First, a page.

Mora na maidine dhuit, everybody! (Top of the morning to you!)
Hope you’re wearing your green today, else you might get a pinch!
What could be better than a pot of gold at the end of the rainbow? Well…ok, nothing, but I can offer you the next best thing, the history of St. Patrick’s Day, brought to you by yours truly, Your friendly neighborhood history geek!
Today is one of my favorite holidays, and was an important holiday for my family. It was my Papa’s (Mom’s dad) favorite holiday, March was his favorite month, he was born ten days before St. Patrick’s Day. He liked to honor his Irish side of the family, deck out in green, and be the family leprechaun. He sadly passed away in 1993, ironically in his favorite month of March. Today I not only recognize St. Patrick’s Day, I recognize my Papa and his love of our family’s Irish heritage. So come along with me on one of my favorite holidays and let’s explore what St. Patrick’s Day is all about.
St. Patrick’s Day honors St. Patricius, the patron saint of Ireland.
Who was this Patricius?
His birth name was Maewyn Succat, the son of a Roman British army officer. He was born in or around 370 A.D. and spent the first five years of his life in England before he and several others were kidnapped by pirates that had invaded South Wales. The pirates sold their kidnapped victims into slavery. Young Maewyn ended up imprisoned in Ireland for six years before escaping to France. While in France, he became a Christian, joined a monastery and studied under St. Germain of Auxerre for 12 years. He had dreams and visions that he believed were sent from God, and many of these dreams he documented in his autobiography, The Confession. One of these God-given dreams he had told him to go to Ireland.
The Irish at the time were still Pagans, and he converted them to Christianity. He used a three-leaf shamrock to explain the Trinity to them, and the shamrock became a holy symbol and his sort of ‘signature’ way of explaining Christianity to the former Pagans to help them find God.
The way he went about converting was what made him so admired and successful with converts. Where some, such as the early Romans, used forceful tactics and fear to convert people into Christianity, Patrick used love, kindness, patience, and understanding, following the exact teachings of Jesus, not only telling them about God, but showing them by example what it meant to actually be loved by God. The Celtic Druids, who bore similarities to the Pharisees when it came to their religion, arrested St. Patrick several times. Despite how many times they imprisoned him, he managed to escape, with mystifying odds, and he attributed his ability to escape to God’s rescuing of him so as to not interrupt his mission.
St. Patrick set up several churches and schools to help his converts learn more about God and the Christian faith, and was so loved that he was called The Patron Saint of Ireland.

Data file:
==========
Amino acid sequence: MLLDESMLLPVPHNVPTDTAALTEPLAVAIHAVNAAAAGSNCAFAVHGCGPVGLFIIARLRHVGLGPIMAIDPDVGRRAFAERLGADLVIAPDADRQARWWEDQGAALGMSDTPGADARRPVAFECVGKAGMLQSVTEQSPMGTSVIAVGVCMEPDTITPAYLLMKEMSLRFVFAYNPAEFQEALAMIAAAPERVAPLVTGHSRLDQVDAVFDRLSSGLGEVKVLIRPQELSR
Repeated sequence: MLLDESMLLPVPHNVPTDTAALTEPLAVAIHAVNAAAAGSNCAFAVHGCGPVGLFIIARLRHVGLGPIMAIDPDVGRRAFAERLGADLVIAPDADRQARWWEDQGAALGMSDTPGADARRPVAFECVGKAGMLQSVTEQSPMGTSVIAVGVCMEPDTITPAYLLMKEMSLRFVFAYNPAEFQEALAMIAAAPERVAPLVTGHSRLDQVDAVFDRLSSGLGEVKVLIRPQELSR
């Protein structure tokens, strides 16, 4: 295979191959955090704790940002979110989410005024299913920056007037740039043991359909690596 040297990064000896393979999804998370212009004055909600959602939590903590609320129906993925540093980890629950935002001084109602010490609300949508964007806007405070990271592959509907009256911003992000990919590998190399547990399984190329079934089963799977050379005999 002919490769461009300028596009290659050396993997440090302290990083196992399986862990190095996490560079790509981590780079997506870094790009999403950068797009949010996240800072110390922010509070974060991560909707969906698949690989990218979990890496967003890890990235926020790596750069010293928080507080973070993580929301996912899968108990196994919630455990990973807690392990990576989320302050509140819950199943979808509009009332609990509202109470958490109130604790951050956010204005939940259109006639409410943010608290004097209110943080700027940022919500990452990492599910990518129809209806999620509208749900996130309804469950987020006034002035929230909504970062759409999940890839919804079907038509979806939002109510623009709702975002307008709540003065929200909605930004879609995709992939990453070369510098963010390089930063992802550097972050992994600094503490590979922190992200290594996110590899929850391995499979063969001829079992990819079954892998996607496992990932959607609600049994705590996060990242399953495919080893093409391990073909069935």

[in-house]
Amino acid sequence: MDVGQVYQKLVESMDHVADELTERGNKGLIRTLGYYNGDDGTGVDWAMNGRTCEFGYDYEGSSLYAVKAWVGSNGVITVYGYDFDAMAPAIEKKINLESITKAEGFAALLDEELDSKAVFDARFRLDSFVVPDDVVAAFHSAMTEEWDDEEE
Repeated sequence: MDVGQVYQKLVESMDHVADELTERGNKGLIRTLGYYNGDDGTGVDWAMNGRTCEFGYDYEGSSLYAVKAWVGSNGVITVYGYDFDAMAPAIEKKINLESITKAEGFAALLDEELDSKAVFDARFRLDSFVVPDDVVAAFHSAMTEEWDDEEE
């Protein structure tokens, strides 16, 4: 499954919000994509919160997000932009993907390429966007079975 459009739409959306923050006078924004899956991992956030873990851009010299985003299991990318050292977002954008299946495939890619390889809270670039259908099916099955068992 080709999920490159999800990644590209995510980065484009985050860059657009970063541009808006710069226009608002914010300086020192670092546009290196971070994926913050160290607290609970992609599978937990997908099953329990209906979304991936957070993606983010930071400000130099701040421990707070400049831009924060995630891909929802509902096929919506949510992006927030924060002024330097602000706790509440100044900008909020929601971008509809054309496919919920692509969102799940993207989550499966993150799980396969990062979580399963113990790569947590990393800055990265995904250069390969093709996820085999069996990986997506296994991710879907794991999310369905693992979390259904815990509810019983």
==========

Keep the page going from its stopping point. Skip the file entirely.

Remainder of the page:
On March 17th, 461 A.D. he died, but people didn’t mourn. They celebrated, for they knew where he was; at peace in heaven. Each March 17th the Irish remember St. Patrick, and hold feasts in his honor. The traditional dish of corned beef and cabbage became so because many of the Irish were poor, and corned beef and cabbage was a meal they could afford.
The tradition of commemorating St. Patrick spread throughout Europe and then to America with the arrival of Irish immigrants. Many of the “symbols” of St. Patrick’s day such as the Leprechaun and the wearing of the green developed much later (the original color St. Patrick was associated with was actually BLUE, not green!), and were incorporated into the St. Patrick’s Day observation simply as a way of combining symbols of Irish culture when the Irish immigrated to other countries. The Leprechaun is from an old Irish folk tale. The legend of the Blarney Stone, a stone which is set in the wall of Blarney Castle that brings luck to whomever kisses it, is what made St. Patrick’s Day the ‘Lucky’ holiday we know it as today.
It wasn’t really until the Irish came to America that green became the color to wear, as St. Patrick was associated with the color blue. The Catholics wore blue and Protestants wore orange to protest the Catholic holiday of St. Patrick’s Day. Wearing of the green was supposed to symbolize the shamrock St. Patrick used to explain the Trinity and also to symbolize the lush green hills of Ireland that the American Irish missed from home. When it came to wearing green, the wealthy in the 18th century could afford shamrock lapels but for the poor, their version of a shamrock lapel was wearing a cloth or a band that was dyed green. The very first St. Patrick’s Day parade took place in the late 18th century as a way of welcoming the Irish to America, and many attendees wore green.
It wasn’t until the mid-20th century that everyone started to celebrate St. Patrick’s Day and it became the major holiday it’s known today. Anyone could attend the parades but the only ones that celebrated St. Patrick’s Day were the Irish and/or Catholics. Today, St. Patrick’s Day has become a festivity that can be enjoyed by everyone, not just the Irish/Catholics, and is celebrated with parades, traditional dinners, and yes, booze!
Dhia dhuit! (God be with you) and Happy St. Patrick’s Day!!